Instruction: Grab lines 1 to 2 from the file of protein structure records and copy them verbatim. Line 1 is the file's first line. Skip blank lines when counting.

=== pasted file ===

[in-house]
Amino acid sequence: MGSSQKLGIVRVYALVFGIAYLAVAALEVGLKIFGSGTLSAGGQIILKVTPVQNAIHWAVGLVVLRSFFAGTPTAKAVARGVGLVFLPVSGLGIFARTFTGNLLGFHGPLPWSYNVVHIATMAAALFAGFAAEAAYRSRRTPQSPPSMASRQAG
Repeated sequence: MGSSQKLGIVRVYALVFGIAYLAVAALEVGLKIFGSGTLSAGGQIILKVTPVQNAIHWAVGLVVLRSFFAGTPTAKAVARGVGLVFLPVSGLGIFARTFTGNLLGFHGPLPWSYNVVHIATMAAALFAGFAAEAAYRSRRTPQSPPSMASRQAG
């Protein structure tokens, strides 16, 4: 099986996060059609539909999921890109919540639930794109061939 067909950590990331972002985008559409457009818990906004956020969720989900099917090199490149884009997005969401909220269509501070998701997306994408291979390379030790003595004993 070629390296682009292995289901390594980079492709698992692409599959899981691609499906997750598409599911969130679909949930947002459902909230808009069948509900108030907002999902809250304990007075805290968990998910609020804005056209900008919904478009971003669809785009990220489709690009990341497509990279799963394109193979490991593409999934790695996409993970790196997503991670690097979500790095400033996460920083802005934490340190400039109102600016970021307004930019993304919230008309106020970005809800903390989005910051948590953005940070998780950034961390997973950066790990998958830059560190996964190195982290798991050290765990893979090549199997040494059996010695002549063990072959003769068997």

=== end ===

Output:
[in-house]
Amino acid sequence: MGSSQKLGIVRVYALVFGIAYLAVAALEVGLKIFGSGTLSAGGQIILKVTPVQNAIHWAVGLVVLRSFFAGTPTAKAVARGVGLVFLPVSGLGIFARTFTGNLLGFHGPLPWSYNVVHIATMAAALFAGFAAEAAYRSRRTPQSPPSMASRQAG